Emergency Planning – How to Help Your County Develop a Livestock Emergency Plan



What Constitutes a Livestock Emergency?


Recently a cattle trailer overturned with 80 head of livestock on board.  The accident happened at 9 p.m. on a weeknight and resulted in the shutdown of a major road until about 2 a.m.  

Fortunately the county in which this occurred has an emergency management plan.  In addition to utilizing the fire and sheriff department, they called in the Kentucky Large Animal Emergency Response Team (KLAER).  

So, while the police and fire personnel handled the driver, traffic control, and hazardous materials clean up; KLAER assessed, treated, and extricated the animals.   

It sounds like the perfect situation until you (and I know you recognize this by now) realize that you can’t just extricate the cattle on the side of the road and turn them loose.  

As it turns out, the truck had just left a local stockyard and word of the accident was quickly relayed to the cattlemen remaining at the sale.  They arrived with portable corral panels and an army of livestock trailers.  Further disaster and wasted time was avoided by the quick response of these volunteers.

How would your county manage such a situation?  Are livestock considered as part of the emergency response plan for traffic accidents, natural disasters, and other emergencies?  Does your county have a large animal emergency response team?  Does your county maintain a contact list of volunteers in the area with livestock equipment?  And most importantly what can you do to help your county prepare for unfortunate events?

Livestock & County Emergency Response Plans
Every county should have an emergency response plan.  Often those plans address managing mass casualties, disease control and containment, and evacuation procedures.  Many counties have volunteer medical personnel and other professionals who train in advance of such incidents.  Some counties already have livestock management incorporated into their emergency planning.

There are a number of fire departments and other emergency services across the Commonwealth with large animal emergency response training.  These teams are often a network of county employees, volunteers, and veterinarians who meet regularly to train and develop skills using the specialized equipment necessary to safely conduct large animal rescues.  The large animal emergency response teams should (in most cases) be tied into the emergency response plan.

Large animal emergency response teams are not designed to transport animals.  Their purpose is to safely extricate trapped livestock.  Most often in this state, they are found pulling horses or cattle out of ponds, mud, and transport vehicles.  Once the animal is removed from the dangerous situation, their job is done and the owner is responsible for providing for the care of the animals.

So the question remains, who is responsible for securing transport for stock once the animals have been extricated?  This needs to be planned by the county emergency response plan.  If the owner is available and able that is the best option.  However often the owner is involved in the incident and may be impaired in which case the county has to have an alternate plan.  The county should have, in advance, a list of volunteers in the area (and their contact information) who can be contacted at anytime to arrive on scene with a trailer and provide emergency transport.  Ideally the list would have two columns: one listing those with traditional horse trailers and the other listing those with stock trailers.  In most situations a stock trailer is preferable for such transport.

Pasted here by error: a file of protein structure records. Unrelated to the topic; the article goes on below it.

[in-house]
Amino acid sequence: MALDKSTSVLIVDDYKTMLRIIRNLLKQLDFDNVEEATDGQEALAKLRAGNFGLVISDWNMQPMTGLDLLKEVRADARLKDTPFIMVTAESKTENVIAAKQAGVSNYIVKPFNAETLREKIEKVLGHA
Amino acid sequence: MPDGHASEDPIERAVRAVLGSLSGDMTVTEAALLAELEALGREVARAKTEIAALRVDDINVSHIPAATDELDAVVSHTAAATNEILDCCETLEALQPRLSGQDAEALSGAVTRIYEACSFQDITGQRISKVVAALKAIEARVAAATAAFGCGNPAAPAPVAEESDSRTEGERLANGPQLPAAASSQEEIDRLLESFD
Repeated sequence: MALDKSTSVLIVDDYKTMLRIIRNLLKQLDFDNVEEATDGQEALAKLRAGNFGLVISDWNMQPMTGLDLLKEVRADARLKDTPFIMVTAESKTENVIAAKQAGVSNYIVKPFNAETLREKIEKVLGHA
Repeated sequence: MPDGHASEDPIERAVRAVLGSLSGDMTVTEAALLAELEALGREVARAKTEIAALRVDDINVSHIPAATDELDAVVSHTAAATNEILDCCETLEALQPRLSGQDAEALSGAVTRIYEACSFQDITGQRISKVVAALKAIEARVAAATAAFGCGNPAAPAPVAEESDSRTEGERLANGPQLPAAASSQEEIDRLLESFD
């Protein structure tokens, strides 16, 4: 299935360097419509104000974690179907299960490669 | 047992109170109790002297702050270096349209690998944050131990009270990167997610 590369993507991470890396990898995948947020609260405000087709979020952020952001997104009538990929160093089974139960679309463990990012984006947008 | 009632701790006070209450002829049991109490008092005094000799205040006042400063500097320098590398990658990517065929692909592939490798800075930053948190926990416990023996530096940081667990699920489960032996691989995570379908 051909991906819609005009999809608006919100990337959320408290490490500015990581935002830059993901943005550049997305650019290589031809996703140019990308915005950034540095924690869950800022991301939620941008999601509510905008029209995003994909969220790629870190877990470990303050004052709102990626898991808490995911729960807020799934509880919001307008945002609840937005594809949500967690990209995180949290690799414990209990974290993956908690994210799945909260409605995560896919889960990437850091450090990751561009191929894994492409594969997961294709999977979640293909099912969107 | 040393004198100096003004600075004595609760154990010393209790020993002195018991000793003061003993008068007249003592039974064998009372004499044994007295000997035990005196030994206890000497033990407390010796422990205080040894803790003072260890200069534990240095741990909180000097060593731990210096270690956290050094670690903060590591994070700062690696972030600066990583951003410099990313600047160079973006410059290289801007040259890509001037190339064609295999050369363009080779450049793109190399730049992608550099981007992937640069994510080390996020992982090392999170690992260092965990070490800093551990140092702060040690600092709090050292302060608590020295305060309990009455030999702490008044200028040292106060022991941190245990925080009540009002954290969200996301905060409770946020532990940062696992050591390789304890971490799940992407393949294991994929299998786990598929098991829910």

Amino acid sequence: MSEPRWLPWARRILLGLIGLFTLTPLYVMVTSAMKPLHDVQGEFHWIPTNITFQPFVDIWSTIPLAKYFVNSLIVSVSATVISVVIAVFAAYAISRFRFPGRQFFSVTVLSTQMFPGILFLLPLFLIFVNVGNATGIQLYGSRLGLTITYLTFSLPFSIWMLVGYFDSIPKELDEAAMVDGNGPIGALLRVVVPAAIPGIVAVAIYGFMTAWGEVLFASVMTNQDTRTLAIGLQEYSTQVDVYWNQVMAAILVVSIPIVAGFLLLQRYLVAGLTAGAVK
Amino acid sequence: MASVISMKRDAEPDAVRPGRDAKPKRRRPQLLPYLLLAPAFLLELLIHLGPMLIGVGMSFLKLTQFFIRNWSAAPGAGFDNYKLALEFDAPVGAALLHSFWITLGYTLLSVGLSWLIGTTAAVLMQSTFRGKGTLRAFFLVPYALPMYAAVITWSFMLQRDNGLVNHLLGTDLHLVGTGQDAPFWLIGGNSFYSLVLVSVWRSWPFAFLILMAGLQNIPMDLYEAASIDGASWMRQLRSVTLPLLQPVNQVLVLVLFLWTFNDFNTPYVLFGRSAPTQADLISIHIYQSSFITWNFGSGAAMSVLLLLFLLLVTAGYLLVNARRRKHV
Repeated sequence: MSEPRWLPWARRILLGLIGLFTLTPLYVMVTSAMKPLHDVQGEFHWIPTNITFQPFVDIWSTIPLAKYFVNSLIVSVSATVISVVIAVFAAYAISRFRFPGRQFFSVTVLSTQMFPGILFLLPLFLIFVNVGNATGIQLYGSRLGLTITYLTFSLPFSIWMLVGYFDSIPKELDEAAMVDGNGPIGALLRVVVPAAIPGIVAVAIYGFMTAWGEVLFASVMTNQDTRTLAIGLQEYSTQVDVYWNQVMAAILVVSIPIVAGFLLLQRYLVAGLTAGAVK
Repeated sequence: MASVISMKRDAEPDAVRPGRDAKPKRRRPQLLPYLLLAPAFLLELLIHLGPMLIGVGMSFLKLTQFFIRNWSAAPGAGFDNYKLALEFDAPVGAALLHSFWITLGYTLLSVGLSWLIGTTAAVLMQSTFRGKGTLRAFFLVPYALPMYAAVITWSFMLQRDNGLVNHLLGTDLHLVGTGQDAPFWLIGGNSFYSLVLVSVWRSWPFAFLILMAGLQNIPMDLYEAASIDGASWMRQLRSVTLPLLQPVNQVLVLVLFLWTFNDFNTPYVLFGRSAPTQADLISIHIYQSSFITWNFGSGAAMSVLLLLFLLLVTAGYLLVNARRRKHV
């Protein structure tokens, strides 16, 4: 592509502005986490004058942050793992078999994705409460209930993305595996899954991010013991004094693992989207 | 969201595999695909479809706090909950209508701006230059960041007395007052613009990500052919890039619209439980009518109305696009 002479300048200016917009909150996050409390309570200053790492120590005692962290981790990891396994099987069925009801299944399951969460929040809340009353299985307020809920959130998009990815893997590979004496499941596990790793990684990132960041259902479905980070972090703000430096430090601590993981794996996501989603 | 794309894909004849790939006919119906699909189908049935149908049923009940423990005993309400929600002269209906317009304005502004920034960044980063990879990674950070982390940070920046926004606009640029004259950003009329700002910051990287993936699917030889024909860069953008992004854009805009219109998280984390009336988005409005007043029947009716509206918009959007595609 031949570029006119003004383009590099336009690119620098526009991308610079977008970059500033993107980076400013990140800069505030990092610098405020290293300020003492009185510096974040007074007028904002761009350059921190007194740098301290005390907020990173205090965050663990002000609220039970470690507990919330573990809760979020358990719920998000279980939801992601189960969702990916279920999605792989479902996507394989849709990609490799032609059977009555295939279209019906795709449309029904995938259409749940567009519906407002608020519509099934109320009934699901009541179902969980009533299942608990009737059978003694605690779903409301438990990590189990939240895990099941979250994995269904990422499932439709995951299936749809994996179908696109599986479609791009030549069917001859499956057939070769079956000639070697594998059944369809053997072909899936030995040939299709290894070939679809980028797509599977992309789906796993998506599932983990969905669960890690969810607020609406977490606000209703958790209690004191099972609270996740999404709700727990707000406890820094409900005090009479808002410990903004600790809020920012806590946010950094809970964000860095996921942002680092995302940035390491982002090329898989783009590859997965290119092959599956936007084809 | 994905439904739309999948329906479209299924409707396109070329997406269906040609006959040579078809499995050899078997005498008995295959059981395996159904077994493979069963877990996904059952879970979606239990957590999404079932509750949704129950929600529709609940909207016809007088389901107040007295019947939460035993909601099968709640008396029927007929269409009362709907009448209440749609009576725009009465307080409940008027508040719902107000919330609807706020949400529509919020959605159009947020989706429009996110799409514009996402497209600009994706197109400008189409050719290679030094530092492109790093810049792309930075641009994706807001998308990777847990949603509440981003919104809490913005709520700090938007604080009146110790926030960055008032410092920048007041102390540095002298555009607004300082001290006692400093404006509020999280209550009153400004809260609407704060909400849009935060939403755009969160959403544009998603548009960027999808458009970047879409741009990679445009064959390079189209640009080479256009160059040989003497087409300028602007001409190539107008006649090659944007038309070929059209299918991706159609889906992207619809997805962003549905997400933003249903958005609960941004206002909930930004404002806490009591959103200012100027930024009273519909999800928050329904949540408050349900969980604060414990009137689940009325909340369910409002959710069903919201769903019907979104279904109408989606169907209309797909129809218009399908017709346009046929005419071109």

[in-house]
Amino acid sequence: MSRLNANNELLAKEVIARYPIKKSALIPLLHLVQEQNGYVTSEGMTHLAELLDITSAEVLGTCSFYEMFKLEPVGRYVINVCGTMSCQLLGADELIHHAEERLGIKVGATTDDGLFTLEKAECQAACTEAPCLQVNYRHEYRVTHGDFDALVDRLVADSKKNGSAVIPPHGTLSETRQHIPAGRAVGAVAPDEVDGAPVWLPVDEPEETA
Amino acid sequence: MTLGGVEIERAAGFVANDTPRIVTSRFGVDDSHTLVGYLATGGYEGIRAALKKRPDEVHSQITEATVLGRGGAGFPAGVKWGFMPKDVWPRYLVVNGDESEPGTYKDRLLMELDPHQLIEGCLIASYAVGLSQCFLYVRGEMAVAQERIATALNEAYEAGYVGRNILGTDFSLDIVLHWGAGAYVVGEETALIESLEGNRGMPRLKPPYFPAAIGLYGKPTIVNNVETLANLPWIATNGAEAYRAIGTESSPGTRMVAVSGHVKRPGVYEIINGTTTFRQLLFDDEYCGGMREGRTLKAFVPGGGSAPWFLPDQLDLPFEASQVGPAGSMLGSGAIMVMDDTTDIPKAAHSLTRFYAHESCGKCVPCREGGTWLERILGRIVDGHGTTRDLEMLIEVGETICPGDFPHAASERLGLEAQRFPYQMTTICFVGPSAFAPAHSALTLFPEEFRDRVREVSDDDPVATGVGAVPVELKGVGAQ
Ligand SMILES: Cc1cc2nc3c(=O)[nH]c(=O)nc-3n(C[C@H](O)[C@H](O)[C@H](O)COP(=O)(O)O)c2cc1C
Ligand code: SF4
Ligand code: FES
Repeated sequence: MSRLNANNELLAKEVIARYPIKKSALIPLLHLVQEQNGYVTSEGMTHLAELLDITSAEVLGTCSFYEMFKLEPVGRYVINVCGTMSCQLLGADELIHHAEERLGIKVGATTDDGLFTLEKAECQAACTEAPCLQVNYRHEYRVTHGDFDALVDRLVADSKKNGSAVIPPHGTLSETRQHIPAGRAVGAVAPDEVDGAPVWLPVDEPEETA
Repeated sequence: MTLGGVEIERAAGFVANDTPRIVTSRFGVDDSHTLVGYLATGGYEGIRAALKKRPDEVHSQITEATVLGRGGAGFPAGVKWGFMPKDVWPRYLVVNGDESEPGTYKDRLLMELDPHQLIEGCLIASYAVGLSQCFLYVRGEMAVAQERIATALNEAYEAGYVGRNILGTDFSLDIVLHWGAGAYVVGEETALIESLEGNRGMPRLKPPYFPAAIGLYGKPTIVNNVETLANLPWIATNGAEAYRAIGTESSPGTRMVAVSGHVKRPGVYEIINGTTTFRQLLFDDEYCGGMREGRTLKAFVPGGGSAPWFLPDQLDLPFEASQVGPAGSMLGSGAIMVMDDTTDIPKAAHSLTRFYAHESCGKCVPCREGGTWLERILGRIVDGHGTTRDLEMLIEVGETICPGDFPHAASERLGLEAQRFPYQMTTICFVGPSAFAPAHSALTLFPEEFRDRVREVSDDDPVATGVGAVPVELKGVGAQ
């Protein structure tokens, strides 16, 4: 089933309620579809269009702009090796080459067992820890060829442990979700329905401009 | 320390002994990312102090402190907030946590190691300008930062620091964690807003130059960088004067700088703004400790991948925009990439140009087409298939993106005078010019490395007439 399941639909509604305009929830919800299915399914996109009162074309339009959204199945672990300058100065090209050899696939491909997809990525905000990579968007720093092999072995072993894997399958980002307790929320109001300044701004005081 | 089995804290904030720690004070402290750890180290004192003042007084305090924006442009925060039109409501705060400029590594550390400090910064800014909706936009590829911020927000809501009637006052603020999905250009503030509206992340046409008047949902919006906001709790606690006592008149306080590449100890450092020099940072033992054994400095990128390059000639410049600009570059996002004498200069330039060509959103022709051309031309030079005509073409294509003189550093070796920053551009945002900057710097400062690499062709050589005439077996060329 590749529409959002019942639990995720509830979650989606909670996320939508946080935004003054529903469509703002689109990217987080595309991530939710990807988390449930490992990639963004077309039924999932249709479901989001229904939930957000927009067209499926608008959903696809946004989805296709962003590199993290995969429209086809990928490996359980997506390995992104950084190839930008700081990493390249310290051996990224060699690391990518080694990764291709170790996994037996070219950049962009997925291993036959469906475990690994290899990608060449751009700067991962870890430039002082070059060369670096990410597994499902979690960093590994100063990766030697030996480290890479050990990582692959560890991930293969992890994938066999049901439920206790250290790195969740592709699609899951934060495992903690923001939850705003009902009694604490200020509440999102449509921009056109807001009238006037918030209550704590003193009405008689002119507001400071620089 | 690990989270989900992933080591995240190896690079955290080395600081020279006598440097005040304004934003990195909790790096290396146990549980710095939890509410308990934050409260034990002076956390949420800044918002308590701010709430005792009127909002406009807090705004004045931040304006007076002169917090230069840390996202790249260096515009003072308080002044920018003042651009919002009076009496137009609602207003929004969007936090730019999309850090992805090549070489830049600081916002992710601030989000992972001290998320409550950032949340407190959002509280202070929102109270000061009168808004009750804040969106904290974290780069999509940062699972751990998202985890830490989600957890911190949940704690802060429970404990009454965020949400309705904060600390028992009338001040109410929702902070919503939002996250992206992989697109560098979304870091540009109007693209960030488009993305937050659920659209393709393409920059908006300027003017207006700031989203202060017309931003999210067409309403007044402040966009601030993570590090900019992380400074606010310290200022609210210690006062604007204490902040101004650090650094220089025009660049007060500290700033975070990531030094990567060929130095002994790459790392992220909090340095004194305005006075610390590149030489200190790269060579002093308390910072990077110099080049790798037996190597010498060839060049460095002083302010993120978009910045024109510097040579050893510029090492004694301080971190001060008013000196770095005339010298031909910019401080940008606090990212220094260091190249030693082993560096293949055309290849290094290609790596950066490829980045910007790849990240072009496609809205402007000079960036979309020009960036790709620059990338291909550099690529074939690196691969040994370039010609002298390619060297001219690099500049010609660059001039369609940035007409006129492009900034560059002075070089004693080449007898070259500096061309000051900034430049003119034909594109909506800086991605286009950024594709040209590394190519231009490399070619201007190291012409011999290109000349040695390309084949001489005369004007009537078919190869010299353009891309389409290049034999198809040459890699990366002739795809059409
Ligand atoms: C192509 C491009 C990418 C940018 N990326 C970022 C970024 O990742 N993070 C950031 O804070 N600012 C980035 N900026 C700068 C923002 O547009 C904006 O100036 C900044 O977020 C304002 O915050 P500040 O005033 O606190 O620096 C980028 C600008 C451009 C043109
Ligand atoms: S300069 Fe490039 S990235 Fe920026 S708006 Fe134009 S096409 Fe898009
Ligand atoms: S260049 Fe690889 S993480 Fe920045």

The county also needs to have emergency contact information for people with portable corral panels.  Some of the extension offices and often the local Cattlemen’s Association have portable corral panels.   

Having a contingency plan for emergency animal placement/holding is also highly recommended.  Fair grounds and stock yards can often be employed as a short term holding facility.  Again, those facilities are only valuable if the right contacts can be reached when needed.

Remember, accidents happen all the time.  So having cell phone numbers and contact information for round the clock contact is a must!  If the county extension office has portable corral panels, but the office is only open weekdays 8 a.m. - 4 p.m.; emergency personnel must have an alternate means of contact.

So How Can You Help?
* Touch base with your county and ask about an emergency response plan for large animal incidents.
* Ask if you can be part of a task force to develop a plan, if one doesn’t already exist.
* Volunteer your services as an animal handler and/or hauler.
* Volunteer with your area large animal emergency response team.
* Attend trainings on large animal emergency response.
* Talk to your county agriculture extension agent and ask about:
   Emergency response plans
   Accessibility of livestock handling equipment
   Other resources.

Remember – if you happen upon such a scene or if you are engaged as a volunteer, you should only perform those tasks for which you have been trained.  Just like people, animals that are in shock respond to stimulus differently than expected.  

Be part of the solution by being proactive to help your county plan in advance of a livestock disaster.

Article reprinted with permission from the Kentucky Horse Council, www.kentuckyhorse.org.




GET THE LATEST NEWS DELIVERED TO YOUR MAILBOX